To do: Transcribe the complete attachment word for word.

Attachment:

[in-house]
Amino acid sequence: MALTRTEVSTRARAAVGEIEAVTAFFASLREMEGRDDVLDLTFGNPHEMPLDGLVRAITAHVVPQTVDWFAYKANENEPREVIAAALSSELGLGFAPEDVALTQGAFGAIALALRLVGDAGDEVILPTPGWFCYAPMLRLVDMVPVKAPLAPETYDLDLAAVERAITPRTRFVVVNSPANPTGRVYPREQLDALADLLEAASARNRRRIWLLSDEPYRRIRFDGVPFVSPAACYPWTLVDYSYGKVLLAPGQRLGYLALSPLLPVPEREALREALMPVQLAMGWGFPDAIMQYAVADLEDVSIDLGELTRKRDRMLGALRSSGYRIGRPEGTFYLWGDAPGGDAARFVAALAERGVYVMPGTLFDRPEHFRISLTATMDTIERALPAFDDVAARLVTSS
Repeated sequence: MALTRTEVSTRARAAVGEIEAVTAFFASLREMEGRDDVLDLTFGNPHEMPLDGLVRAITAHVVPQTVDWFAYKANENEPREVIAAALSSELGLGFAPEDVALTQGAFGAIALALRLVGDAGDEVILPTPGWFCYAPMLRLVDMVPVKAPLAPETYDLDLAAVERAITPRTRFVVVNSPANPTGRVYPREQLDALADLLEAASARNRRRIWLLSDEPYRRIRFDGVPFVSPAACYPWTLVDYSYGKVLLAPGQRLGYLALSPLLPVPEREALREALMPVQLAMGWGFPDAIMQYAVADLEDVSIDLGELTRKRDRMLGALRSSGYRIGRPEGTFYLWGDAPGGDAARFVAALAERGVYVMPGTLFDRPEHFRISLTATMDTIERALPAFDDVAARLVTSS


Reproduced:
[in-house]
Amino acid sequence: MALTRTEVSTRARAAVGEIEAVTAFFASLREMEGRDDVLDLTFGNPHEMPLDGLVRAITAHVVPQTVDWFAYKANENEPREVIAAALSSELGLGFAPEDVALTQGAFGAIALALRLVGDAGDEVILPTPGWFCYAPMLRLVDMVPVKAPLAPETYDLDLAAVERAITPRTRFVVVNSPANPTGRVYPREQLDALADLLEAASARNRRRIWLLSDEPYRRIRFDGVPFVSPAACYPWTLVDYSYGKVLLAPGQRLGYLALSPLLPVPEREALREALMPVQLAMGWGFPDAIMQYAVADLEDVSIDLGELTRKRDRMLGALRSSGYRIGRPEGTFYLWGDAPGGDAARFVAALAERGVYVMPGTLFDRPEHFRISLTATMDTIERALPAFDDVAARLVTSS
Repeated sequence: MALTRTEVSTRARAAVGEIEAVTAFFASLREMEGRDDVLDLTFGNPHEMPLDGLVRAITAHVVPQTVDWFAYKANENEPREVIAAALSSELGLGFAPEDVALTQGAFGAIALALRLVGDAGDEVILPTPGWFCYAPMLRLVDMVPVKAPLAPETYDLDLAAVERAITPRTRFVVVNSPANPTGRVYPREQLDALADLLEAASARNRRRIWLLSDEPYRRIRFDGVPFVSPAACYPWTLVDYSYGKVLLAPGQRLGYLALSPLLPVPEREALREALMPVQLAMGWGFPDAIMQYAVADLEDVSIDLGELTRKRDRMLGALRSSGYRIGRPEGTFYLWGDAPGGDAARFVAALAERGVYVMPGTLFDRPEHFRISLTATMDTIERALPAFDDVAARLVTSS